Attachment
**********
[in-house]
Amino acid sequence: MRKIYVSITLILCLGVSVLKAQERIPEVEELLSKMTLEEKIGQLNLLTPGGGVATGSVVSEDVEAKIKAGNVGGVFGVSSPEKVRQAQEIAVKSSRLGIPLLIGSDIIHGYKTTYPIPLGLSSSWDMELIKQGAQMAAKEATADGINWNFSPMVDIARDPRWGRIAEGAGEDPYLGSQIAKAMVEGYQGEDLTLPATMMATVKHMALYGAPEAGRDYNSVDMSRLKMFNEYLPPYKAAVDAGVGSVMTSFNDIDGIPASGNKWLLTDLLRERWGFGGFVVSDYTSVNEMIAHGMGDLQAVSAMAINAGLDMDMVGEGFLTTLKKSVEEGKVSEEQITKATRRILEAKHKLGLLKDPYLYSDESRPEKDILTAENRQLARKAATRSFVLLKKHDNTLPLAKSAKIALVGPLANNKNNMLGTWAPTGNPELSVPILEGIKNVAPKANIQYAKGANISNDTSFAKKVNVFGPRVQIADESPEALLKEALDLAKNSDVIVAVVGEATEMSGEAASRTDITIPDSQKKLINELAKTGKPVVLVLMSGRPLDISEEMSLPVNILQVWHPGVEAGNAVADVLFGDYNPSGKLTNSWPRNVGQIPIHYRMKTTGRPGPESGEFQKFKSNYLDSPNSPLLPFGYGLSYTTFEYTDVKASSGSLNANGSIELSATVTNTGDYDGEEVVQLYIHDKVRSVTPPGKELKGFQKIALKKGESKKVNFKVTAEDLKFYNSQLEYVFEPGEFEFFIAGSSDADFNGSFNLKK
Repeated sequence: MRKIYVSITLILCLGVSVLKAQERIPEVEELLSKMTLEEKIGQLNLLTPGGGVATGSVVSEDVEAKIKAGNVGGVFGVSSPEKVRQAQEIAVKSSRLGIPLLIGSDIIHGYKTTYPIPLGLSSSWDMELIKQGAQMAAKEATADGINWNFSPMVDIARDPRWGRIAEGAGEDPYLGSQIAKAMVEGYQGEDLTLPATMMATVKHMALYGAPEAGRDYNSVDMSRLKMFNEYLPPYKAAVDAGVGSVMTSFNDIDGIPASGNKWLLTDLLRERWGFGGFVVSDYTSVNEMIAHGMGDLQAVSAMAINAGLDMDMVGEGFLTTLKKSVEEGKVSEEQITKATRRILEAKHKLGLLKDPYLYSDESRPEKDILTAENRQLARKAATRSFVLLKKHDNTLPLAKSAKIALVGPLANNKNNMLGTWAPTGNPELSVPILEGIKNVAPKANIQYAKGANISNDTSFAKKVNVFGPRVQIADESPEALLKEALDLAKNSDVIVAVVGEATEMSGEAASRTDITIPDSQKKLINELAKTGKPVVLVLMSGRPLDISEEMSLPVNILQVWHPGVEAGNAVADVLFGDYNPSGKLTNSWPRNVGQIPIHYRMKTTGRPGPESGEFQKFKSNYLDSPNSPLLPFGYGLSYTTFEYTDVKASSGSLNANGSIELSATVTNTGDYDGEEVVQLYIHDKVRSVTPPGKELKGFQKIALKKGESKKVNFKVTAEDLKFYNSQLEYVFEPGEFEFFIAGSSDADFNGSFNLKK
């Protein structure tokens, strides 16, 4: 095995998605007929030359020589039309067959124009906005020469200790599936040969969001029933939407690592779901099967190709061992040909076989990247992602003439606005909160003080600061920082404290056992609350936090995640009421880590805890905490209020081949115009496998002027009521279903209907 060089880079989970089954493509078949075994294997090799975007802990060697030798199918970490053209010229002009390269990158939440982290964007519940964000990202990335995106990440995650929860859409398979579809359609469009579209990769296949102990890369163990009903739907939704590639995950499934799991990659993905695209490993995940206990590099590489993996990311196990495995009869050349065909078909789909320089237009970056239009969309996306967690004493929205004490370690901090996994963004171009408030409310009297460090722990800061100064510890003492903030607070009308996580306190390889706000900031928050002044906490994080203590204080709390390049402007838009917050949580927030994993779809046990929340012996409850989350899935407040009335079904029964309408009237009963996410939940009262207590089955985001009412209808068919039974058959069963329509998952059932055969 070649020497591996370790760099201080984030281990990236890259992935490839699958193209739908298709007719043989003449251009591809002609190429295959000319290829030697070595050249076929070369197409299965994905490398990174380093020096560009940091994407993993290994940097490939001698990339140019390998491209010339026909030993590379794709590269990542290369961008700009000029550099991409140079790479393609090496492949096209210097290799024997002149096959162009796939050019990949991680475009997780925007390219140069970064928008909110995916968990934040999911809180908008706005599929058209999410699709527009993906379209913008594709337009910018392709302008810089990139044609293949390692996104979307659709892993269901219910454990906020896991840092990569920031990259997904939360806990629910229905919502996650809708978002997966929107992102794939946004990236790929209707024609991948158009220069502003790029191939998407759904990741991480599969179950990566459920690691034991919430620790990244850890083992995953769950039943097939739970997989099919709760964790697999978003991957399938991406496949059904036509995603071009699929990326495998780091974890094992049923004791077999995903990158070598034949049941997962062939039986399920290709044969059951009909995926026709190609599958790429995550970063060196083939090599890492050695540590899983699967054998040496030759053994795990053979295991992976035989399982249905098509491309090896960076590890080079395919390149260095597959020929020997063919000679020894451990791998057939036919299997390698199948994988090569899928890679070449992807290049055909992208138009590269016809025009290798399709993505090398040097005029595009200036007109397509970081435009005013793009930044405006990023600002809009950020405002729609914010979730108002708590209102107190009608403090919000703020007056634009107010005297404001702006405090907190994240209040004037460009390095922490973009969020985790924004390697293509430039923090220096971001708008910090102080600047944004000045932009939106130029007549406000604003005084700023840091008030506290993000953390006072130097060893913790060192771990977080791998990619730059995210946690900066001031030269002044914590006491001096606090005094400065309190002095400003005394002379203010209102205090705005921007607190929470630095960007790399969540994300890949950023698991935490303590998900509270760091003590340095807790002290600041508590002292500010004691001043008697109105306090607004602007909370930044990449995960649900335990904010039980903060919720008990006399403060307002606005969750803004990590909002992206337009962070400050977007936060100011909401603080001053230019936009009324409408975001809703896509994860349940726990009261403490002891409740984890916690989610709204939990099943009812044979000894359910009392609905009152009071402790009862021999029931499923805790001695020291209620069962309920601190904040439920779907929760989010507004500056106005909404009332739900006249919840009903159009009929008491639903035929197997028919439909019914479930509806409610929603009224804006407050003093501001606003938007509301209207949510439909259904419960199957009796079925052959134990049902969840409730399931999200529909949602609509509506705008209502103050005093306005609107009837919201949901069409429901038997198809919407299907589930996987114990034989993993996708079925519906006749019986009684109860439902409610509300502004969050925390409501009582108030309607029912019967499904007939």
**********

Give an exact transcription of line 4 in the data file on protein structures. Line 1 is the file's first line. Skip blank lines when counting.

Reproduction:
């Protein structure tokens, strides 16, 4: 095995998605007929030359020589039309067959124009906005020469200790599936040969969001029933939407690592779901099967190709061992040909076989990247992602003439606005909160003080600061920082404290056992609350936090995640009421880590805890905490209020081949115009496998002027009521279903209907 060089880079989970089954493509078949075994294997090799975007802990060697030798199918970490053209010229002009390269990158939440982290964007519940964000990202990335995106990440995650929860859409398979579809359609469009579209990769296949102990890369163990009903739907939704590639995950499934799991990659993905695209490993995940206990590099590489993996990311196990495995009869050349065909078909789909320089237009970056239009969309996306967690004493929205004490370690901090996994963004171009408030409310009297460090722990800061100064510890003492903030607070009308996580306190390889706000900031928050002044906490994080203590204080709390390049402007838009917050949580927030994993779809046990929340012996409850989350899935407040009335079904029964309408009237009963996410939940009262207590089955985001009412209808068919039974058959069963329509998952059932055969 070649020497591996370790760099201080984030281990990236890259992935490839699958193209739908298709007719043989003449251009591809002609190429295959000319290829030697070595050249076929070369197409299965994905490398990174380093020096560009940091994407993993290994940097490939001698990339140019390998491209010339026909030993590379794709590269990542290369961008700009000029550099991409140079790479393609090496492949096209210097290799024997002149096959162009796939050019990949991680475009997780925007390219140069970064928008909110995916968990934040999911809180908008706005599929058209999410699709527009993906379209913008594709337009910018392709302008810089990139044609293949390692996104979307659709892993269901219910454990906020896991840092990569920031990259997904939360806990629910229905919502996650809708978002997966929107992102794939946004990236790929209707024609991948158009220069502003790029191939998407759904990741991480599969179950990566459920690691034991919430620790990244850890083992995953769950039943097939739970997989099919709760964790697999978003991957399938991406496949059904036509995603071009699929990326495998780091974890094992049923004791077999995903990158070598034949049941997962062939039986399920290709044969059951009909995926026709190609599958790429995550970063060196083939090599890492050695540590899983699967054998040496030759053994795990053979295991992976035989399982249905098509491309090896960076590890080079395919390149260095597959020929020997063919000679020894451990791998057939036919299997390698199948994988090569899928890679070449992807290049055909992208138009590269016809025009290798399709993505090398040097005029595009200036007109397509970081435009005013793009930044405006990023600002809009950020405002729609914010979730108002708590209102107190009608403090919000703020007056634009107010005297404001702006405090907190994240209040004037460009390095922490973009969020985790924004390697293509430039923090220096971001708008910090102080600047944004000045932009939106130029007549406000604003005084700023840091008030506290993000953390006072130097060893913790060192771990977080791998990619730059995210946690900066001031030269002044914590006491001096606090005094400065309190002095400003005394002379203010209102205090705005921007607190929470630095960007790399969540994300890949950023698991935490303590998900509270760091003590340095807790002290600041508590002292500010004691001043008697109105306090607004602007909370930044990449995960649900335990904010039980903060919720008990006399403060307002606005969750803004990590909002992206337009962070400050977007936060100011909401603080001053230019936009009324409408975001809703896509994860349940726990009261403490002891409740984890916690989610709204939990099943009812044979000894359910009392609905009152009071402790009862021999029931499923805790001695020291209620069962309920601190904040439920779907929760989010507004500056106005909404009332739900006249919840009903159009009929008491639903035929197997028919439909019914479930509806409610929603009224804006407050003093501001606003938007509301209207949510439909259904419960199957009796079925052959134990049902969840409730399931999200529909949602609509509506705008209502103050005093306005609107009837919201949901069409429901038997198809919407299907589930996987114990034989993993996708079925519906006749019986009684109860439902409610509300502004969050925390409501009582108030309607029912019967499904007939």